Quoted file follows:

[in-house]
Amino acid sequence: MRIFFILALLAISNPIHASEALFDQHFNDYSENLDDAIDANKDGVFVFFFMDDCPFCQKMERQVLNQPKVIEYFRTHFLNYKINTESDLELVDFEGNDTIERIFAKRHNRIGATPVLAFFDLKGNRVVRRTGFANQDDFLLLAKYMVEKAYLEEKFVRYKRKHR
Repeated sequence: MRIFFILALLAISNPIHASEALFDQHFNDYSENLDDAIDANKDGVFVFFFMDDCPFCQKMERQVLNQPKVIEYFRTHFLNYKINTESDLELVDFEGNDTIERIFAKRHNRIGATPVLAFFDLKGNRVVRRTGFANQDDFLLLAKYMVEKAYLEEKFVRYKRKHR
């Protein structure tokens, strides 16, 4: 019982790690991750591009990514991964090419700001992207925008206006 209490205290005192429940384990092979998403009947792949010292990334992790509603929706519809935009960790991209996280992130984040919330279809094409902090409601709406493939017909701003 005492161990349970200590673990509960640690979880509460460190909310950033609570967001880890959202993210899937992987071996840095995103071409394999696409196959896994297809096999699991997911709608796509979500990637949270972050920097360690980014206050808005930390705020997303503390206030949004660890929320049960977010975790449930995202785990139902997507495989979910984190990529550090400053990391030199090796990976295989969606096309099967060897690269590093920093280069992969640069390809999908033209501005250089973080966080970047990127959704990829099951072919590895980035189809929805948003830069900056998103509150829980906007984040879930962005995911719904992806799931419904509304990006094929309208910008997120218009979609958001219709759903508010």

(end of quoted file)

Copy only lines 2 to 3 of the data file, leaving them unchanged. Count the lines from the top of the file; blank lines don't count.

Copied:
Amino acid sequence: MRIFFILALLAISNPIHASEALFDQHFNDYSENLDDAIDANKDGVFVFFFMDDCPFCQKMERQVLNQPKVIEYFRTHFLNYKINTESDLELVDFEGNDTIERIFAKRHNRIGATPVLAFFDLKGNRVVRRTGFANQDDFLLLAKYMVEKAYLEEKFVRYKRKHR
Repeated sequence: MRIFFILALLAISNPIHASEALFDQHFNDYSENLDDAIDANKDGVFVFFFMDDCPFCQKMERQVLNQPKVIEYFRTHFLNYKINTESDLELVDFEGNDTIERIFAKRHNRIGATPVLAFFDLKGNRVVRRTGFANQDDFLLLAKYMVEKAYLEEKFVRYKRKHR